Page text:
And then there was Kickboy. Slash’s main writer was originally from France; he had the deep, melodic tone of his countrymen, a lopsided grin, and eyes that found humor in the most mundane of things. There was also a grizzled quality to his face…one that spoke of long nights spent with friends, debating the ironies and paradoxes of life. Kickboy clearly did not suffer fools well, so it’s likely that the waves of hero-worship wafting across the waiting room in his direction just irritated the hell out of him.” Aimee Cooper ‘Coloring Outside The Lines: A Memoir’

Kickboy fronted his own band, Catholic Discipline, who, despite ‘Slash’ ultimately founding its own record label post-paper (bear in mind the magazine only lasted from 1977-1980) that once housed Faith No More, never made it to wax. In 2004, a CD of compiled live recordings was released. Showcased in ‘The Decline…’ they’re actually pretty good. Disgusted by Reagan’s 1980 presidential campaign, Bessy left America and moved to the UK where he took a role at Rough Trade as a minister of propaganda, penning press releases. Inevitably he also crossed paths with the Factory crew and worked making scratch videos for the Hacienda and appearing underground in FACT 125 – a 1984 VHS giveaway, and the ‘TV Wipeout’ tape of the same year, repping for IKON – Factory’s US-based video division. He evidently had an instinct for tracking the zeitgeist. What went down with Rough Trade remains a mystery, but he’s the voice on Sonic Youth’s ‘C.B’ on ‘Walls Have Ears’ where he’s recorded introducing the band before a show on the 30th October 1985 with a lengthy rant condemning the label for attempting to censor the cover of ‘Bad Moon Rising’ which has a collaboration with Lydia Lunch, who also worked with Bessy in 1989.

I’m the emcee, um… so I’m supposed to be saying “let’s hear it for Sonic Youth, all the way from the states”. Except uh… actually I’d like about two minutes of your attention. Shut your fucking face, I want just two minutes of your attention, I have a very interesting little story to tell you. Two minutes, not very long, right? And it’s a… it’s a very instructive little story. Um… Sonic Youth, um, are a band.. shh shh shh… Uh, they’re about to put out a record in this country except their record company has decided to put a no-no on the record. Because of, uh… the cover which is offending some people at Rough Trade. And now, it’s not.. I mean it’s not very offensive cover, it’s uh, it’s got a naked lady, a naked Puerto Rican lady, it’s not very obscene, she’s not doing anything weird. Uh… it has nothing to do with.. you know, in this day of AIDS, an uh.. and all that shit, uh, you would think the major alternative record company would have better things to do than worry about the shape of our bodies. So, I thought I’d let you know, uh, so… um… next time you go and buy a record, and you think you’re really alternative and groovy, and uh, everybody is in… is into the alternative charts, remember it’s just like the other side except it’s a bit, a bit stranger, you know… but just remember, it’s not uh… there’s no fucking culture there, you know. There’s just as much censorship among people our age, or you know.. than anyone else.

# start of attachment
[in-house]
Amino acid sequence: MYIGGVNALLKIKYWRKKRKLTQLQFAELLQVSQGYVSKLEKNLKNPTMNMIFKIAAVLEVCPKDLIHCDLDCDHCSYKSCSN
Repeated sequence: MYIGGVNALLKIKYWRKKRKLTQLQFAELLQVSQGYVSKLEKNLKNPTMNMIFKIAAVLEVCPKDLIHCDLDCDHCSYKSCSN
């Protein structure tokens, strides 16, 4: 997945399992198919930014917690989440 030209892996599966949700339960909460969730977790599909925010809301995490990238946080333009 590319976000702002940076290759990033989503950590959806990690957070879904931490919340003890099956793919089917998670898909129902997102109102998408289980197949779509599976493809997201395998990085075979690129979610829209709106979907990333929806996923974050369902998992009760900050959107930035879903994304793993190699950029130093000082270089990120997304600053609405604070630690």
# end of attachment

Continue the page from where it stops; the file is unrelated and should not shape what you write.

It figures that he’d continue his work within the video medium with one William Burroughs – the beat influence was all over his work in the most positive way – taking the root cause and making his own mark across a number of disciplines rather than becoming mired in clone bohemian-lite pretension. Still, the nomadic spirit continued and England in 1987, at its yuppie peak must’ve been as repellent as Ronnie’s new world order at the turn of the decade, so he left for Spain, where his life ended twelve years later at his home in Barcelona. The role of Gitane puffing, louche bar philosopher might be a hefty Gallic stereotype (shit, I even assumed the cigarette brand on account of Claude’s nationality) but it’s a beautiful one.

“First we had no intention of sneaking out of the back door like adulterers in the night, we’re not done with the incomprehensible propaganda yet and there was such an overload of information to lay on your frail intellects, such a gorgeous display of terminal confusion and unexplained phenomena to report and inflict on your village sensibilities as well as much local cliquey foulness to deposit on your elegant rug and offend your world-conscious sophistication (we welcome all types – even the proxy thrill seekers who go slumming thru our X-rated binges), there was so much to give and share and communicate (oh what a sense of duty) that even Jah Jah the old tea head himself couldn’t have stopped this cultural apotheosis. A man with a mission delivers the goods, and when many are involved and they all come thru (take a bow boys and girls) watch out, timber, the impact might kill you. Potent stuff everywhere, droogies, a panoramic scope without equal even if it occasionally blurs out, stunning absence of manifestos and editorial unity (meaning respect in the reader and a stand still at the office), obscure beliefs exhumed from the tomb, cover symbolism (Indian land and punk music meet with…) that doubles as a fashion exclusive. No one asked for it but we can’t resist showing off, there was more but you can only take so much of a good thing. And you ought to know when to stop. Like now?” Kickboy Face editorial in ‘Slash’ Vol. 3, No. 5 (The final issue)